Program Changes: Bachelor or Masters?

I’m currently doing a 4 year Bachelor of Industrial Design at UniSA in Australia.
Recently the Uni has decided to make some changes to our program and are implementing a new 3+2 system.
This involves a 3 year Bachelor of Product Innovation followed by a 2 year Masters specialising in Industrial Design, Sustainability or Entrepreneurship.
I am having trouble selecting which one to follow. I have the option to stick the current 4 year system or switch to this new 3+2 system and I am hoping to get some advice from designers both overseas and in Australia.

The positives I see with the current 4 year system:
-Its a current and proven system in Australia.
-I can graduate sooner with a Bachelor of ID and start getting work and experience.

The negatives I see with the current 4 year system:
-May be an unrecognised system in the next few years

The positives I see with the new 3+2 system:
-I could potentially graduate with a masters.
-Possibly better recognised overseas.
-Will be more recognised in coming years in Australia

The negatives I see with the new 3+2 system:
-New and developing program means we are the “test candidates” for the new program
-Not yet recognised or established in Industry
-Graduating with a Bachelor of Product Innovation wont leave many prospects for employment

I am currently thinking of completing the 4 year Bachelor of Industrial Design. When I graduate I can work for a few years and maybe find an area that interests me then return at a later date to complete a Masters if need be.
I would like to work overseas at some stage and maybe also do exchange while I’m studying…

What are your thoughts as professionals and/or students on these changes? Any advice?


I finished the 4 year degree at UniSA last year and had a full time ID job lined up before finishing Uni. I would do the 4 year again if I had the chance. 4th year is awesome.

However, if you have good skills and a good portfolio, the 3 year degree might be better because it reduces your hecs debt. On the other hand, you would probably want to do the 5 years if you don’t do the 4 to increase your employment prospects.

I’m in the same boat. I think I’ll stay with the four years (I’ve completed a mixture if 3rd and 2nd year subjects) but I don’t know how the subjects will pan out. I’m afraid I’ll be the only student in a class, so I’ll get put in a similar class where everyone has slightly different deliverables to me. The 4th year graduation show will be brief.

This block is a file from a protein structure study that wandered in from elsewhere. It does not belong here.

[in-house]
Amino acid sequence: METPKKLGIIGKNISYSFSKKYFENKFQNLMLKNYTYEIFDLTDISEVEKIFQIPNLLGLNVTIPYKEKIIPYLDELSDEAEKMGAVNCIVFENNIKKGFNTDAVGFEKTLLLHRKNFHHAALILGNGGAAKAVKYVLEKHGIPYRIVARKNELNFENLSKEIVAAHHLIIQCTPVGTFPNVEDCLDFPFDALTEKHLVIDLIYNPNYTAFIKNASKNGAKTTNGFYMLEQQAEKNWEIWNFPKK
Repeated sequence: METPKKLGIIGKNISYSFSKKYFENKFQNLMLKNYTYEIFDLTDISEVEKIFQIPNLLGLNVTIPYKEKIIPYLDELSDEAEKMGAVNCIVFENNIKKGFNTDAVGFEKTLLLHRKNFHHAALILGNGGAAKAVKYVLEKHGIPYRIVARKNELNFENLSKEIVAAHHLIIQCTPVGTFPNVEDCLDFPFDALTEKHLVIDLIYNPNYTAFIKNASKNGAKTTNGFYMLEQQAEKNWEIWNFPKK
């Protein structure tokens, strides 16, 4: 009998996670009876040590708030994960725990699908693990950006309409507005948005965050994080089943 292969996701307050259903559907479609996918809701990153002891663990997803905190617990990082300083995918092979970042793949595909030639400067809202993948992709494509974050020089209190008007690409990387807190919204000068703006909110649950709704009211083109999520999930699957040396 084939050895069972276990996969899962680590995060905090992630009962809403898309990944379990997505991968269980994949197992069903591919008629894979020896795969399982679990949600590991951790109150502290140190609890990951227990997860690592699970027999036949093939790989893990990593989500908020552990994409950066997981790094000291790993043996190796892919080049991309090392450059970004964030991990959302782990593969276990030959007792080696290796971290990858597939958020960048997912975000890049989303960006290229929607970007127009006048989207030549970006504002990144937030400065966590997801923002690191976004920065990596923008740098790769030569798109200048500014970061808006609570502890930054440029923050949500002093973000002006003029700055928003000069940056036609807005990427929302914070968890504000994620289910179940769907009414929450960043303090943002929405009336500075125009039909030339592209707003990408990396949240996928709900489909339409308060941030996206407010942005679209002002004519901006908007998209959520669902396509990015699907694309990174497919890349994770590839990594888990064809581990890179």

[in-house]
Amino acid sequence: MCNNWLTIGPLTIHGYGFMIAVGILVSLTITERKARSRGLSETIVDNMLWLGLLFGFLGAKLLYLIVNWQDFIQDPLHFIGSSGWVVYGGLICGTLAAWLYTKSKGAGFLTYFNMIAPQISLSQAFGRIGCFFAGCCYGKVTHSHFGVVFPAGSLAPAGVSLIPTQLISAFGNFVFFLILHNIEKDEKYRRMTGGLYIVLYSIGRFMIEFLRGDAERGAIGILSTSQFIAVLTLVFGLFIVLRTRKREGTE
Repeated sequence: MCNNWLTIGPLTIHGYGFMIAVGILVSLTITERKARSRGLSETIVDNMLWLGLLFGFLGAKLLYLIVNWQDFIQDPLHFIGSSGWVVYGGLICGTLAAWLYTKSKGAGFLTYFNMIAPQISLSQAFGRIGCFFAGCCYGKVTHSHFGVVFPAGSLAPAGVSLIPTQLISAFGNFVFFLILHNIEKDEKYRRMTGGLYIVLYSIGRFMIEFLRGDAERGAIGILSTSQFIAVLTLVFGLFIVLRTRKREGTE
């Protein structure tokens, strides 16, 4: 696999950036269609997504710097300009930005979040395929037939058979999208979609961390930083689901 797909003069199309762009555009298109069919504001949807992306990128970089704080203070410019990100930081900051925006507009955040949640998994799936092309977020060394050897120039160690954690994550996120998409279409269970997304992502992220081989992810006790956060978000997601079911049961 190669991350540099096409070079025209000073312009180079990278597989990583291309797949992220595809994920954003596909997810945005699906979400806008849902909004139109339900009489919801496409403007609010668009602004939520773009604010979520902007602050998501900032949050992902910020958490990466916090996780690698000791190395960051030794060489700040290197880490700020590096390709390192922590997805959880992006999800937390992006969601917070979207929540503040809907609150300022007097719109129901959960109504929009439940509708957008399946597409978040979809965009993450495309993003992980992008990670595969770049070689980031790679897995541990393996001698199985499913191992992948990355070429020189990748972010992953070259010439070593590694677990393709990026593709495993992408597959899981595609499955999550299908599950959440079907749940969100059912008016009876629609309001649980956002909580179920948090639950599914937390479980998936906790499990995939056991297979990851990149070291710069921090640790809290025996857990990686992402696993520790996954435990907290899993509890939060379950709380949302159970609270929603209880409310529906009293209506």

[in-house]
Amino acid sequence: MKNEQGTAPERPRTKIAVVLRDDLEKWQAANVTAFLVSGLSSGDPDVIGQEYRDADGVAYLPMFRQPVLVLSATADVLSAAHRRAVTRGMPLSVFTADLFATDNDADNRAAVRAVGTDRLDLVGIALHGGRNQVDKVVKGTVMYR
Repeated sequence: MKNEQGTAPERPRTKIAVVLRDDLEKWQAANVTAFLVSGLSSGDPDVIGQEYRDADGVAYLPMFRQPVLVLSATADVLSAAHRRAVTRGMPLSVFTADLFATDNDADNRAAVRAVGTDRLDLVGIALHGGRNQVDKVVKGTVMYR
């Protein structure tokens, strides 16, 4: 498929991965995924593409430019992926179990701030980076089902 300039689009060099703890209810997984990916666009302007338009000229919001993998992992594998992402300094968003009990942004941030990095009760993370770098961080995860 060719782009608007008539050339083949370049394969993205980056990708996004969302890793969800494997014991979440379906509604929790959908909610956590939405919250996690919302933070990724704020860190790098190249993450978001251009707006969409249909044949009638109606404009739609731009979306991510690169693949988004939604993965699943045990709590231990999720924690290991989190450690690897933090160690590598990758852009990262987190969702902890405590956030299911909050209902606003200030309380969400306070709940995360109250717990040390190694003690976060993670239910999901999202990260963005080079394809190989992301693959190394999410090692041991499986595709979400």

On the letter I got from the uni, the ‘masters’ is one year if you have the four year degree, but the attraction to get out sooner with a 3 year degree is great. Don’t lets HECS influence your decision- it’s funny money anyway- you don’t notice it being taken out of your salary, you just get a smaller tax refund (says he who took 12 years to pay of his first degree)

I met with one of the program organisers last week and had a good discussion about the changes, I now have a better understanding of the changes and think I will do the Masters. They explained that if I do the old or the new program all the courses will still be the same the only difference in continuing doing 4 years is that the last year will essentially be courses from the final masters year so I would miss the content from the 1st year of masters which includes work experience which I think would be very benificial.
Also doing the masters I have slightly more flexibility for arranging exchange which Im pretty keen for.

  • Hey Jaime I’m Paris, I had studio 4 with you this year, I really like the originality and process of your work! I heard Peter recommended most “mature age” students do the 4 years though I’m not sure what the reasons are. HECS isn’t a real concern of mine anyway, it seems most people live their lives in some form of debt anyway…

Hi Paris,
Thanks for the feedback. I had to run from last weeks ‘spacebag’ presentation due to work commitments- I’d wish I’d seen them all. How did they go? Any highlights?

Peter probably recommended 4 years for mature age students as at half time a 4 year degree is 8 years, an extra year is two more. That said I looked at the letter last night and it said I had until the 5th of November to make up my mind, else I’d be put into the recommended ( new) program. The course details are up on the UniSA website- interesting that studio goes in 3rd year from 6 units to 9 units.